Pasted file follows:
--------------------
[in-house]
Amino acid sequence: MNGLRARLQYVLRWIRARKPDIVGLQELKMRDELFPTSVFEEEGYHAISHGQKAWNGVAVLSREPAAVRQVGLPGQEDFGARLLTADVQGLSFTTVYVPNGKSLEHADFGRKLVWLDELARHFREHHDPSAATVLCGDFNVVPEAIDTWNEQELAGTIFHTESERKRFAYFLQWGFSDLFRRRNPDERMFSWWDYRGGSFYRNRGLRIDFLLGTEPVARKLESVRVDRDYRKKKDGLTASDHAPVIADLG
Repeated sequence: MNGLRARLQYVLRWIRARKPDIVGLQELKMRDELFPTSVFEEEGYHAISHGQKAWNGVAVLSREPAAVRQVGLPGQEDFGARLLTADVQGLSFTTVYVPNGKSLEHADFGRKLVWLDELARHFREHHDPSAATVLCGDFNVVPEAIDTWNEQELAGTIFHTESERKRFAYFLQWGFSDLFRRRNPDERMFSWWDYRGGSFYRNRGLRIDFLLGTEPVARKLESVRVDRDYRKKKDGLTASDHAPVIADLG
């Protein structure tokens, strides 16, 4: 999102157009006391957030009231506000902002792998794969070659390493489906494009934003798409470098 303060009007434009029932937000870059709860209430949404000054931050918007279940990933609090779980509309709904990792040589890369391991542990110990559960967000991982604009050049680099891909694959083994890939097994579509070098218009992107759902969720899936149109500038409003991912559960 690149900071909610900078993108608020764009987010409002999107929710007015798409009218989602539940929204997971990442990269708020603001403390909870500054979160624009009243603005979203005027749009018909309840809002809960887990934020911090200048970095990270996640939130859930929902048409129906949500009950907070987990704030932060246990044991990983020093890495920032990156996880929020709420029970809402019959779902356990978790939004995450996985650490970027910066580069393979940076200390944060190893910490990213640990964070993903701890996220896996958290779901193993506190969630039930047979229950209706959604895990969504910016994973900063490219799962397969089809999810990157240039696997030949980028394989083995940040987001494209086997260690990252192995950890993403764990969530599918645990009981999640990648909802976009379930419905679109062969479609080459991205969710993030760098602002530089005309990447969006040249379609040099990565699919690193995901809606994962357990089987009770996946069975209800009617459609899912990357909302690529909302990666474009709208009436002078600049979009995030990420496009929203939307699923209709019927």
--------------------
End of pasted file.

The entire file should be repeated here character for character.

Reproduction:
[in-house]
Amino acid sequence: MNGLRARLQYVLRWIRARKPDIVGLQELKMRDELFPTSVFEEEGYHAISHGQKAWNGVAVLSREPAAVRQVGLPGQEDFGARLLTADVQGLSFTTVYVPNGKSLEHADFGRKLVWLDELARHFREHHDPSAATVLCGDFNVVPEAIDTWNEQELAGTIFHTESERKRFAYFLQWGFSDLFRRRNPDERMFSWWDYRGGSFYRNRGLRIDFLLGTEPVARKLESVRVDRDYRKKKDGLTASDHAPVIADLG
Repeated sequence: MNGLRARLQYVLRWIRARKPDIVGLQELKMRDELFPTSVFEEEGYHAISHGQKAWNGVAVLSREPAAVRQVGLPGQEDFGARLLTADVQGLSFTTVYVPNGKSLEHADFGRKLVWLDELARHFREHHDPSAATVLCGDFNVVPEAIDTWNEQELAGTIFHTESERKRFAYFLQWGFSDLFRRRNPDERMFSWWDYRGGSFYRNRGLRIDFLLGTEPVARKLESVRVDRDYRKKKDGLTASDHAPVIADLG
């Protein structure tokens, strides 16, 4: 999102157009006391957030009231506000902002792998794969070659390493489906494009934003798409470098 303060009007434009029932937000870059709860209430949404000054931050918007279940990933609090779980509309709904990792040589890369391991542990110990559960967000991982604009050049680099891909694959083994890939097994579509070098218009992107759902969720899936149109500038409003991912559960 690149900071909610900078993108608020764009987010409002999107929710007015798409009218989602539940929204997971990442990269708020603001403390909870500054979160624009009243603005979203005027749009018909309840809002809960887990934020911090200048970095990270996640939130859930929902048409129906949500009950907070987990704030932060246990044991990983020093890495920032990156996880929020709420029970809402019959779902356990978790939004995450996985650490970027910066580069393979940076200390944060190893910490990213640990964070993903701890996220896996958290779901193993506190969630039930047979229950209706959604895990969504910016994973900063490219799962397969089809999810990157240039696997030949980028394989083995940040987001494209086997260690990252192995950890993403764990969530599918645990009981999640990648909802976009379930419905679109062969479609080459991205969710993030760098602002530089005309990447969006040249379609040099990565699919690193995901809606994962357990089987009770996946069975209800009617459609899912990357909302690529909302990666474009709208009436002078600049979009995030990420496009929203939307699923209709019927």